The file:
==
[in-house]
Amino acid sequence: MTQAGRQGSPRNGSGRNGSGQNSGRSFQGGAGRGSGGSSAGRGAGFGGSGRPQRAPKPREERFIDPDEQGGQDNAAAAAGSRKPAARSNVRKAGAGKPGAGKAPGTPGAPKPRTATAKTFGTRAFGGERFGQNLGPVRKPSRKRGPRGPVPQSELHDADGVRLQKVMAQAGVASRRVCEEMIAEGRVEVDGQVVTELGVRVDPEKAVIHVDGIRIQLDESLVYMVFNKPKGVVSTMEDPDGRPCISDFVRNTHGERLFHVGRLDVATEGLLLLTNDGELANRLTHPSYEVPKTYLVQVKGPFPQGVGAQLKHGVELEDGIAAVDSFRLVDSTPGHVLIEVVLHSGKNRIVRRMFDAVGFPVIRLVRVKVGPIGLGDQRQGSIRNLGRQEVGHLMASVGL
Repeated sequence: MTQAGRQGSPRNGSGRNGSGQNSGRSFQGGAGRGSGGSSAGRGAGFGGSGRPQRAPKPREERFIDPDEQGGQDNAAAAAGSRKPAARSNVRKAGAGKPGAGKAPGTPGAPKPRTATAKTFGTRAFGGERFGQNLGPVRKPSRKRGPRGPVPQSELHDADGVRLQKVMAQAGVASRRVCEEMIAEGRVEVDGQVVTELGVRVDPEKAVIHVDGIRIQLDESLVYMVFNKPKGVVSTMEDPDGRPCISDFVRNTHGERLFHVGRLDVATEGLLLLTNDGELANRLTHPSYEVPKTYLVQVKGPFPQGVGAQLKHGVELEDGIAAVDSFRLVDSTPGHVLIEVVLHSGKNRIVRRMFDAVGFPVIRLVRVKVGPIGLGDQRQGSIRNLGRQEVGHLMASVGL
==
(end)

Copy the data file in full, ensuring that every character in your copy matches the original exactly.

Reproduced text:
[in-house]
Amino acid sequence: MTQAGRQGSPRNGSGRNGSGQNSGRSFQGGAGRGSGGSSAGRGAGFGGSGRPQRAPKPREERFIDPDEQGGQDNAAAAAGSRKPAARSNVRKAGAGKPGAGKAPGTPGAPKPRTATAKTFGTRAFGGERFGQNLGPVRKPSRKRGPRGPVPQSELHDADGVRLQKVMAQAGVASRRVCEEMIAEGRVEVDGQVVTELGVRVDPEKAVIHVDGIRIQLDESLVYMVFNKPKGVVSTMEDPDGRPCISDFVRNTHGERLFHVGRLDVATEGLLLLTNDGELANRLTHPSYEVPKTYLVQVKGPFPQGVGAQLKHGVELEDGIAAVDSFRLVDSTPGHVLIEVVLHSGKNRIVRRMFDAVGFPVIRLVRVKVGPIGLGDQRQGSIRNLGRQEVGHLMASVGL
Repeated sequence: MTQAGRQGSPRNGSGRNGSGQNSGRSFQGGAGRGSGGSSAGRGAGFGGSGRPQRAPKPREERFIDPDEQGGQDNAAAAAGSRKPAARSNVRKAGAGKPGAGKAPGTPGAPKPRTATAKTFGTRAFGGERFGQNLGPVRKPSRKRGPRGPVPQSELHDADGVRLQKVMAQAGVASRRVCEEMIAEGRVEVDGQVVTELGVRVDPEKAVIHVDGIRIQLDESLVYMVFNKPKGVVSTMEDPDGRPCISDFVRNTHGERLFHVGRLDVATEGLLLLTNDGELANRLTHPSYEVPKTYLVQVKGPFPQGVGAQLKHGVELEDGIAAVDSFRLVDSTPGHVLIEVVLHSGKNRIVRRMFDAVGFPVIRLVRVKVGPIGLGDQRQGSIRNLGRQEVGHLMASVGL